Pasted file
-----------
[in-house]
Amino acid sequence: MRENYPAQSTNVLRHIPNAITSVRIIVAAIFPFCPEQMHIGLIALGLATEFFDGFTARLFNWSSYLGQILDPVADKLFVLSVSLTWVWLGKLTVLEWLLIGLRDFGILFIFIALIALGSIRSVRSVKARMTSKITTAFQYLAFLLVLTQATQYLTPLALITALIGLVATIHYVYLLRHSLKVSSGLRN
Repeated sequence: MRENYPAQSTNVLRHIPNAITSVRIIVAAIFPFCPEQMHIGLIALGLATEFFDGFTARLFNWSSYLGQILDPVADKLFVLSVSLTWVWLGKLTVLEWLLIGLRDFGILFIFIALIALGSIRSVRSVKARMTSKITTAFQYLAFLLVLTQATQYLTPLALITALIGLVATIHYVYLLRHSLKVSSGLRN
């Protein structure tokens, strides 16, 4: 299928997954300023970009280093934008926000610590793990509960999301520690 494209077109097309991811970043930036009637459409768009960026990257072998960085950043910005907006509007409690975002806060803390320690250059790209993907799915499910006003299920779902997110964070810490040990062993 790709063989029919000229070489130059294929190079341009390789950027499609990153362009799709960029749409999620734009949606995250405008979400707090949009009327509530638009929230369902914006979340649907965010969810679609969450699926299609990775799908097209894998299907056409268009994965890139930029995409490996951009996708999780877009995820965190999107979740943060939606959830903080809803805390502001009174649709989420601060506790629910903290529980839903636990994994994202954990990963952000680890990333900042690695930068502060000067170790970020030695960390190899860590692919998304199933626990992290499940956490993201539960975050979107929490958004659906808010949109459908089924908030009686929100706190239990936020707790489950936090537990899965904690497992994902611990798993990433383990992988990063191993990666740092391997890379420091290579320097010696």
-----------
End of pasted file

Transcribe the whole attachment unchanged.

[in-house]
Amino acid sequence: MRENYPAQSTNVLRHIPNAITSVRIIVAAIFPFCPEQMHIGLIALGLATEFFDGFTARLFNWSSYLGQILDPVADKLFVLSVSLTWVWLGKLTVLEWLLIGLRDFGILFIFIALIALGSIRSVRSVKARMTSKITTAFQYLAFLLVLTQATQYLTPLALITALIGLVATIHYVYLLRHSLKVSSGLRN
Repeated sequence: MRENYPAQSTNVLRHIPNAITSVRIIVAAIFPFCPEQMHIGLIALGLATEFFDGFTARLFNWSSYLGQILDPVADKLFVLSVSLTWVWLGKLTVLEWLLIGLRDFGILFIFIALIALGSIRSVRSVKARMTSKITTAFQYLAFLLVLTQATQYLTPLALITALIGLVATIHYVYLLRHSLKVSSGLRN
């Protein structure tokens, strides 16, 4: 299928997954300023970009280093934008926000610590793990509960999301520690 494209077109097309991811970043930036009637459409768009960026990257072998960085950043910005907006509007409690975002806060803390320690250059790209993907799915499910006003299920779902997110964070810490040990062993 790709063989029919000229070489130059294929190079341009390789950027499609990153362009799709960029749409999620734009949606995250405008979400707090949009009327509530638009929230369902914006979340649907965010969810679609969450699926299609990775799908097209894998299907056409268009994965890139930029995409490996951009996708999780877009995820965190999107979740943060939606959830903080809803805390502001009174649709989420601060506790629910903290529980839903636990994994994202954990990963952000680890990333900042690695930068502060000067170790970020030695960390190899860590692919998304199933626990992290499940956490993201539960975050979107929490958004659906808010949109459908089924908030009686929100706190239990936020707790489950936090537990899965904690497992994902611990798993990433383990992988990063191993990666740092391997890379420091290579320097010696």